I recently caught up with Dillon to talk to him about the #BeMore campaign and social activism in the digital age. Here’s what he had to say:
Lina Renzina: Why is social activism important to you?
Ricky Dillon: I’ve been blessed enough to have a large platform, so I think it’s important for me to use my voice for good whenever I can.
LR: What was the first social good related message you shared with your audience and what was the response?
RD: The first big one I did was a charity campaign for an organization called Crisis Text Line. The response was incredible! I raised $50,000 for it with the help of my amazing audience.
LR: Why did you get involved in Ad Council’s Bullying Prevention campaign?
RD: Unfortunately, bullying is something that I relate to all too well. I was heavily bullied throughout my time at school. The worst of it actually came my senior year of high school, which is supposed to be the best year of school, but of course for me it was the worst. It ruined my memory of the year, and no one should have to go through that. Whenever I can do anything to help in the arena of anti-bullying, I’m always down.
LR: You mentioned in your high-school bullying story that not only did the students bully you but some teachers did as well, clearly the issue goes beyond peers, if you could get schools to do one thing to help stop bullying what would that be?
RD: That’s a hard one because it becomes a bigger issue when teachers are making it worse. Fortunately for me it wasn’t ALL of the teachers, just a couple who enabled it. But I did have a few amazing teachers who helped me through it too. I think one thing that would help schools stop bullying is taking it more seriously. In general, mental health and bullying needs to be given more attention, especially by teachers. Again, some are amazing, but it’s important for schools to be proactive and not be complacent.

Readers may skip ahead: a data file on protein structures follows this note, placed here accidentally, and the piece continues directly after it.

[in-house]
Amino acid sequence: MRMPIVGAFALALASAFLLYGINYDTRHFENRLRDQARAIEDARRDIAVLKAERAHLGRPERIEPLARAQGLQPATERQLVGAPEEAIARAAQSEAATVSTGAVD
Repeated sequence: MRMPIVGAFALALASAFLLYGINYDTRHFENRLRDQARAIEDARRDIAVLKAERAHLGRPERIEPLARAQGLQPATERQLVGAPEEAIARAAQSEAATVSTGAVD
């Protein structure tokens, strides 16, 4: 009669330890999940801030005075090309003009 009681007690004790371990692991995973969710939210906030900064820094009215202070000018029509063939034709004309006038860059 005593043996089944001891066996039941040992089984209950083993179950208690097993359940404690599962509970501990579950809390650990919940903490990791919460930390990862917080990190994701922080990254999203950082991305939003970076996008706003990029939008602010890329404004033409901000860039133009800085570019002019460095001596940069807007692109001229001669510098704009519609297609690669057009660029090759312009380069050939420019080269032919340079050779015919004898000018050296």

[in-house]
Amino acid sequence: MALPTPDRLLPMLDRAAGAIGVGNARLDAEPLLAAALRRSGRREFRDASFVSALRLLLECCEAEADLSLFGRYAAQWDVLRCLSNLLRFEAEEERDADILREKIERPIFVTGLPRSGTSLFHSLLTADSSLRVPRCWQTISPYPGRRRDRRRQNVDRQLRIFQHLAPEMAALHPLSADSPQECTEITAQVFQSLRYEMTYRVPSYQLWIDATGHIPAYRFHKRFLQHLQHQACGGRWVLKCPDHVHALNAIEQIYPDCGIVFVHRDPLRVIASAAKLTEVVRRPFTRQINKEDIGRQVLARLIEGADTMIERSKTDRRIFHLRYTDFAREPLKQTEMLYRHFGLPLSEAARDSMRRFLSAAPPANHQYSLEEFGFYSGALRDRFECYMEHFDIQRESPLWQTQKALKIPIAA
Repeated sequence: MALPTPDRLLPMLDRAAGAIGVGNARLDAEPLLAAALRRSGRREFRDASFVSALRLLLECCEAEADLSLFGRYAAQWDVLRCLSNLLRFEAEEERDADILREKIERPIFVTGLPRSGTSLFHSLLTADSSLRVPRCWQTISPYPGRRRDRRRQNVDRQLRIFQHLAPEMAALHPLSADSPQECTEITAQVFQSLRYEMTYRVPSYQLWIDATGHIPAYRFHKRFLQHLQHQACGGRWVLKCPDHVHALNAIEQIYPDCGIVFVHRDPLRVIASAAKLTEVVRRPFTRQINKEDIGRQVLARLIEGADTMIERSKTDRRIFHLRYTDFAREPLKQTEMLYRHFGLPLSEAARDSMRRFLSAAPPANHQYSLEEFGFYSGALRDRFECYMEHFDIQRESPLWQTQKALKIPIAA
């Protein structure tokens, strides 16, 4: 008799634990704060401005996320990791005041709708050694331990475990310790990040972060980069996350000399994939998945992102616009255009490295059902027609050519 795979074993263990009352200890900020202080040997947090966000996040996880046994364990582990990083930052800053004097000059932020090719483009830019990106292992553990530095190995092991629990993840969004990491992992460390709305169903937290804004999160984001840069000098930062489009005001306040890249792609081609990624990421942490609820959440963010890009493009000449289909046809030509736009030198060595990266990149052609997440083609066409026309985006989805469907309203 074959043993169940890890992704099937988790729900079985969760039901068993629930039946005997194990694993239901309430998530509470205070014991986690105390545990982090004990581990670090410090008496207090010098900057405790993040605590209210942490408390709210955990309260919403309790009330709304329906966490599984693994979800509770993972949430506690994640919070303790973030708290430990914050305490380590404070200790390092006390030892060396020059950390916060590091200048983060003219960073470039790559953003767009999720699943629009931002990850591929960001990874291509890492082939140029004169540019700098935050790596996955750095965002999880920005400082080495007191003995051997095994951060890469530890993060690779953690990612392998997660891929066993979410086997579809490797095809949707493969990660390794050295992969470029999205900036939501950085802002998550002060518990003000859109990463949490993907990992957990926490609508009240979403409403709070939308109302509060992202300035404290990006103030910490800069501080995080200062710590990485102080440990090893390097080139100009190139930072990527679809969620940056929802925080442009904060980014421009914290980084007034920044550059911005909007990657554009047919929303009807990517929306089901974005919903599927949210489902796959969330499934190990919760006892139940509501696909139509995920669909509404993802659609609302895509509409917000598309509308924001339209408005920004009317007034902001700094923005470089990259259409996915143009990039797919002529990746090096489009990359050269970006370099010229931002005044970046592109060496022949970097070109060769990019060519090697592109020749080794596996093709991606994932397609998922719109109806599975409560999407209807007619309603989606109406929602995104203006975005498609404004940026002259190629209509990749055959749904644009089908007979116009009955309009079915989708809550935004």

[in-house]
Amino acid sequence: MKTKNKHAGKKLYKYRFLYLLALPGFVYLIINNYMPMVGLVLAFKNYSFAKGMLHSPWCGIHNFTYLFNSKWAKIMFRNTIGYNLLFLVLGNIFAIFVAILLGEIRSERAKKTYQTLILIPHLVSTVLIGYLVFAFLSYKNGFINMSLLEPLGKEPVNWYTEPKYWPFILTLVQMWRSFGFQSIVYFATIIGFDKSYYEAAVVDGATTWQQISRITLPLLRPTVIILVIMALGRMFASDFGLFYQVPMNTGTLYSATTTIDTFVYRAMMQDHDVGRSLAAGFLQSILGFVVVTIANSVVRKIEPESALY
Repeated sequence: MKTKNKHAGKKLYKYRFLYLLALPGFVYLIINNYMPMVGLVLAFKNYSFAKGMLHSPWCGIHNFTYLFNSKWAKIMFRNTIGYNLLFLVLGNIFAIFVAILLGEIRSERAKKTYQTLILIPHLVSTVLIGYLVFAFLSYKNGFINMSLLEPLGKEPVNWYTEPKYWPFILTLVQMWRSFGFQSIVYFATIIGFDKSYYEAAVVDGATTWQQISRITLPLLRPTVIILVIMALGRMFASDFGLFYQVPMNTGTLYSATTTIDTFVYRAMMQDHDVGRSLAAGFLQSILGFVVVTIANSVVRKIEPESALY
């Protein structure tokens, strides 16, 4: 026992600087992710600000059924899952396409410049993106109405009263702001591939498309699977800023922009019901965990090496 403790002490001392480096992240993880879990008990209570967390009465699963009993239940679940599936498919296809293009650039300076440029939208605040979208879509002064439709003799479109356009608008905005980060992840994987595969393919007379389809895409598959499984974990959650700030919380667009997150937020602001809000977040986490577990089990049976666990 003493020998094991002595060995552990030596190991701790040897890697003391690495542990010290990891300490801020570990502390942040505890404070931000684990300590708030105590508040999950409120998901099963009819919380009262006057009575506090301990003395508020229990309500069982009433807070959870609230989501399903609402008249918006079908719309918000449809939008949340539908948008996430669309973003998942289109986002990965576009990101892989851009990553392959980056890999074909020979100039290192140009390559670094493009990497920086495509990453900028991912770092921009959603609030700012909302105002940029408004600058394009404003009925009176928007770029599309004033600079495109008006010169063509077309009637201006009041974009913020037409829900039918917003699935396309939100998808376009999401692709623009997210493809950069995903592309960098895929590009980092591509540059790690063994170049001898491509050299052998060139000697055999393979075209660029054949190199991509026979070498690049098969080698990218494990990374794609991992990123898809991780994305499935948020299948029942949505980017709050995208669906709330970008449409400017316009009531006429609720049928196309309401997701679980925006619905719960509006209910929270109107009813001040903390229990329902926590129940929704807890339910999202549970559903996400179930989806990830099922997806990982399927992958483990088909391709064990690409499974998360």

LR: What mistakes did you make regarding dealing with those who bully others that you think others can learn from?
RD: Even though I was bullied myself, I also witnessed other people being bullied, and I never did anything about it. I was too scared and shy, but I wish that more people stood up for one another and supported each other.
LR: Has there been one specific event or story that has surprised you when you have responses to bullying prevention content?
RD: I’m always moved whenever I get responses from people that have done their own anti-bullying or mental health campaigns. A girl I recently met, for example, started her own bracelet line on Instagram and the sales went to charity organizations. That was hugely inspiring to me.
LR: How has spreading your message against bullying changed your life?